Mar 22, 2017 / 04:11 pm
Supreme Court nominee Neil Gorsuch made a crucial ethical distinction in his response to questions about doctor-prescribed suicide during his confirmation hearing on Wednesday, said one ethicist.
When asked what his views were on end-of-life care in the case of a terminal patient enduring unbearable pain, Gorsuch replied that “anything necessary to alleviate pain would be appropriate and acceptable, even if it caused death. Not intentionally, but knowingly. I drew the line between intent and knowingly.”
This is an important distinction, said Edward Furton Ph.D., director of publications and an ethicist at the National Catholic Bioethics Center. He told CNA that the situation presents the case of “double-effect,” where proper steps taken to alleviate a patient’s pain may have the side effect of causing their death, but are permissible when certain conditions are met.
“You’ve got a good intention, the action you’re doing is good – in this case, it’s alleviating the pain with appropriate amounts of medication,” he explained, emphasizing that the dosage of pain medication may never be lethal and should not render the patient unconscious except when “absolutely necessary.”
“You’ve got a side effect, which is not intended, but is foreseen. It is going to happen, but you don’t want it to happen, you’re doing your action for another reason. And there is really no other route to alleviate the pain. So this is perfectly appropriate, it makes good sense,” Furton said.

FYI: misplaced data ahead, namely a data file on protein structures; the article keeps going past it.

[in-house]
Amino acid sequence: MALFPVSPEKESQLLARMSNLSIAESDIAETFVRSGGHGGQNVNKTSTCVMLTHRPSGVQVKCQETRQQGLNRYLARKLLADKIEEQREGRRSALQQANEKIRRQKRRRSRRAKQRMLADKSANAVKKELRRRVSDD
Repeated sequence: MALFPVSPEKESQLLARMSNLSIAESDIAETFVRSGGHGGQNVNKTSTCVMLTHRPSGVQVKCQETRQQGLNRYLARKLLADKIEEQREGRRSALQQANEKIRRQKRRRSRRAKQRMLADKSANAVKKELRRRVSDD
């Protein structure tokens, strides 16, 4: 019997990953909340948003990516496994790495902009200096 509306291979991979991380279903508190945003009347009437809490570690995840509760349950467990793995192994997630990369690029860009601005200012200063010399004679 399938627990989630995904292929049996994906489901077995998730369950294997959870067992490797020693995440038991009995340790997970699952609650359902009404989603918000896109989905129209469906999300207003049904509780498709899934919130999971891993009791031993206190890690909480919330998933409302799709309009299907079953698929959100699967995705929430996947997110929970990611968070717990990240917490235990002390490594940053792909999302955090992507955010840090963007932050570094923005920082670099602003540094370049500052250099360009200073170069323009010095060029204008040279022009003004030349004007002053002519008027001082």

Gorsuch, a judge on the Tenth U.S. Circuit Court of Appeals, faced his third day of questioning before the Senate Judiciary Committee on Wednesday as he is considered for confirmation to replace the late Justice Antonin Scalia on the Supreme Court.
He wrote a book in 2006 on “The Future of Assisted Suicide and Euthanasia.” Gorsuch explored various arguments made in favor of doctor-prescribed suicide and euthanasia before offering his own observations and opinions.
The book “was my doctoral dissertation, essentially,” he told the Senate Judiciary Committee on Wednesday. It was written “in my capacity as a commentator” and not as a judge, he clarified. The book was published the same year he was nominated and confirmed to the Tenth U.S. Circuit Court of Appeals.
He argued in the book that “human life is fundamentally and inherently valuable, and that the intentional taking of human life by private persons is always wrong.” Regarding doctor-prescribed suicide, he upheld laws prohibiting it, basing his argument upon “secular moral theory.” …
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